What products are you going to miss the most during summer? Have you already found your go-to sunscreen now that the heat is approaching?


If you liked this post and want to continue reading about beauty, cosmetics and skin care you will be interested in reading these:

Do you want to learn to take better care of your skin? You can see an index of all my informative posts here

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The Moisturizer

I’m Nacho and I’m passionate about skincare. I really enjoy learning and sharing my knowledge about skincare and I read scientific papers so you don’t have to. I want to break stereotypes because I believe skincare has no gender: skin is skin.  


  1. Franky

    Dear Nacho,

    I’m 30 and have acne-prone skin, as well as a wish to start prevent the formation of wrinkles with something more serious than my daily hydration and spf 50 routine. So a friend recommended I start using retinol (e.g. from the Ordinary), building it up slowly starting with 0.2%. Yet spring is (almost) here and just figured I’d pass this by you (I’m a fan, btw!)

    Would you recommend starting with the 0.2% now or waiting until autumn? Or would the granactive retinoid 2% be a better fit until autumn? Wouldn’t mind staying away from retinoids a little longer if that would take better care of my skin (I’ve had some issues with hyperpigmentation in the past). Thanks A LOT for your advice!

    Wish you a wonderful day.

    • Nacho · The Moisturizer

      Hi Franky, welcome!

      Thank you so much for your kind words and support, it’s always great to read comments like yours!

      I usually recommend starting with retinoids in autumn because where I live (in southern Spain), UV radiation levels are really high during spring and summer and I prefer to take a cautious approach to avoid hyperpigmentation and other unwanted reactions. However, if UV levels are milder where you live, you could begin using a low concentration retinoid (such as the Granactive Retinoid 2% Emulsion) and, in case your skin needs a stronger formula, I’d consider starting using a retinol serum during autumn (here you can check my comparison of retinoid serums to see how you may work towards stronger products).

      Take a look at this index of all my informative posts, I’m sure you will find it helpful 😉

      Remember to follow me on Instagram, Facebook, Pinterest and TikTok and to like, comment and share my posts so that I can help more people take care of their skin 🖤

      Have a great day,

  2. Lucía

    Estoy devorando tu blog. Me encanta. Muchas gracias, pero me surge una duda. Sobre la crema hidratante uso otra con factor de protección solar alta de amplio espectro y cuando se seca me maquillo. Si tengo que volver a aplicar la protección solar a las dos horas, ¿Debería desmaquillarme antes?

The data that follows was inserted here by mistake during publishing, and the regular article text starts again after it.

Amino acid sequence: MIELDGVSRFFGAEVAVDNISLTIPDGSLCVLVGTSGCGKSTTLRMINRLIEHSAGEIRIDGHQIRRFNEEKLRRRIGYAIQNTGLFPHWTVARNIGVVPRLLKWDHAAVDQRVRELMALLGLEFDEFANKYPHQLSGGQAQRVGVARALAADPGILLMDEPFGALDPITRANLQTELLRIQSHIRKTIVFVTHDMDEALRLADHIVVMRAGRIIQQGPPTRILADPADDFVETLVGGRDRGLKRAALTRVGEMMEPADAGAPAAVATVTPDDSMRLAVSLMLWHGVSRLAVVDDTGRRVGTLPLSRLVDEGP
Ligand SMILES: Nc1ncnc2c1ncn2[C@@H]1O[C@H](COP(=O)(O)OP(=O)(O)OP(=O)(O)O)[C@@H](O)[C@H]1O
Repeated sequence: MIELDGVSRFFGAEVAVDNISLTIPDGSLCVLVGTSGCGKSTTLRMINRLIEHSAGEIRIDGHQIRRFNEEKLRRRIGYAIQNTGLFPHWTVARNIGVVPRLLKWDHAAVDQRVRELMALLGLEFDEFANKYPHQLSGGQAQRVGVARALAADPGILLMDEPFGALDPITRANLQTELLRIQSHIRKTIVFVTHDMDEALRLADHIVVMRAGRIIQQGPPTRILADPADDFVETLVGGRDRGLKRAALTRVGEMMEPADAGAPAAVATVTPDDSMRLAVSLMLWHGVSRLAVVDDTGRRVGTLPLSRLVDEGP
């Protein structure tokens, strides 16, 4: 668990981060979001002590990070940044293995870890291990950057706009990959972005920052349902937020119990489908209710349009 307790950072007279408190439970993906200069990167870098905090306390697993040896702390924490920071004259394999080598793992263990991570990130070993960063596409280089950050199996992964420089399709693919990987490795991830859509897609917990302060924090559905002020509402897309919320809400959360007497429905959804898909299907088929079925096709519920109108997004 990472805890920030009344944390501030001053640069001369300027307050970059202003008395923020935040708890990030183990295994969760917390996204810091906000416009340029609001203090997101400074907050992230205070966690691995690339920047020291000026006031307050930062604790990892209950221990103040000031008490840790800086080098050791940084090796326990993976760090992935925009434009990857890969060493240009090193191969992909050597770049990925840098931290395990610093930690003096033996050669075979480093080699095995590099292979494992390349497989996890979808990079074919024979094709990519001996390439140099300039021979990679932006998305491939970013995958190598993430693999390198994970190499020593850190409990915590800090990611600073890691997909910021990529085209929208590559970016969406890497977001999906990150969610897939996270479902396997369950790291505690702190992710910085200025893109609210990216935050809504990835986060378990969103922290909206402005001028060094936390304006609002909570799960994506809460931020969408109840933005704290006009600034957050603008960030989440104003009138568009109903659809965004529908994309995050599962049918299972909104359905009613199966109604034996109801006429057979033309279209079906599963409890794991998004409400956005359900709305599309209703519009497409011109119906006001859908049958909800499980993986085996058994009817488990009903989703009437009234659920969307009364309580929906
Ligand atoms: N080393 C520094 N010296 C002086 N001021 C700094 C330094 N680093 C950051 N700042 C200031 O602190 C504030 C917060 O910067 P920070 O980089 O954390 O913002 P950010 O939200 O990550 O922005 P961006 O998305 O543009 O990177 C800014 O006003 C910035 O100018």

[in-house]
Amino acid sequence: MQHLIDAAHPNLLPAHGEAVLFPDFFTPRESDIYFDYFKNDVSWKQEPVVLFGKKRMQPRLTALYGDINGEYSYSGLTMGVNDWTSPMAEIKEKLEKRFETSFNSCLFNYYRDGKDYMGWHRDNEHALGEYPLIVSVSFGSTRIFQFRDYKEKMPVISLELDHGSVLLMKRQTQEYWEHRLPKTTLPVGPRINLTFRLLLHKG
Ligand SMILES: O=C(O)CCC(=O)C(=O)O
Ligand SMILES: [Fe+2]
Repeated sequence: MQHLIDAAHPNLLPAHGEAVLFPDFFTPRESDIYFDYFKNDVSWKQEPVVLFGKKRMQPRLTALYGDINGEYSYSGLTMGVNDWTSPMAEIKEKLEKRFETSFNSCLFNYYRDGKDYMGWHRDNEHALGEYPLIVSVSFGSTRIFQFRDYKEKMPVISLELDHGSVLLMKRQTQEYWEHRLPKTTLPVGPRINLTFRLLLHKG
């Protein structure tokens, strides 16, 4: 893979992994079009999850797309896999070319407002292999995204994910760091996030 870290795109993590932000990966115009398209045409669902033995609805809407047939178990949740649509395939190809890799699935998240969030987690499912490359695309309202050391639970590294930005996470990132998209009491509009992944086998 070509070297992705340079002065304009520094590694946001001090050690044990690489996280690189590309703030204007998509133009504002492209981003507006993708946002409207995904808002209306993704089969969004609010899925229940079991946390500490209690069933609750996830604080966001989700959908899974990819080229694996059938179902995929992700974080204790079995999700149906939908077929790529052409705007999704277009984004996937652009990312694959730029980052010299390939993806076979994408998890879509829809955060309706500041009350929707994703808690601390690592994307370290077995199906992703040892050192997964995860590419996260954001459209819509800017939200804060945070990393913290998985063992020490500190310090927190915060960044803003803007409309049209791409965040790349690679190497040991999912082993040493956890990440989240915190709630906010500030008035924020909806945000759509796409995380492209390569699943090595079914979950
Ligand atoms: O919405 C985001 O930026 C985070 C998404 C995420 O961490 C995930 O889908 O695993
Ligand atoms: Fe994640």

• Nacho · The Moisturizer

      ¡Hola Lucía, muchísimas gracias por tu comentario, me hace mucha ilusión saber que mi trabajo os ayuda a cuidar mejor de vuestra piel!

      Leyéndote me he dado cuenta de que no hablo en suficiente detalle sobre la reaplicación del protector solar, actualizaré los posts para que sea más claro 😊

      El primer paso es utilizar siempre suficiente cantidad de protector solar, ya que habitualmente aplicamos menos del que realmente necesitamos. La idea es partir desde un primer momento de bastante protección frente a la radiación ultravioleta, ya que irá disminuyendo con el paso de las horas (por el sudor, los roces, el propio paso del tiempo…) y reaplicar lo mejor posible.

      Para reaplicar el protector solar sobre el maquillaje no es necesario que te desmaquilles. Para mí, la opción más cómoda es utilizar un fotoprotector en formato bruma como este, ya que así no tienes que tocarte tanto la cara ni volver a maquillarte. Otra posibilidad es reaplicar un protector solar bastante fluido con una esponja de maquillaje (tipo beauty blender) a toquecitos, dando varias capas para aplicar 2mg/cm2 de producto y conseguir un buen acabado que se integre bien con el resto de tu look. También podrías probar a utilizar maquillaje en polvo con filtros solares (como este de Dior, por ejemplo)o un SPF en polvo o en brocha, que también te puede aportar un pequeño extra de protección frente a la radiación ultravioleta, aunque yo no lo recomiendo porque para utilizar la cantidad necesaria de producto (2mg/cm2 de piel) tendrías que aplicar muchísimo. ¡Ya me contarás por qué opción te decides!

      Te dejo un índice con todos mis artículos informativos, que seguro que te vienen bien para resolver más dudas 😉

      Recuerda seguirme en Instagram, Facebook, Pinterest y TikTok y darle a me gusta, comentar y compartir las publicaciones para ayudar a más gente a cuidar mejor de su piel 🖤

      Que pases un gran día,

  3. Lydia Richardson

    This was quite informative and will definitely help me make decisions about my skin care routine. I have hyperpigmentation is areas and it has worsened.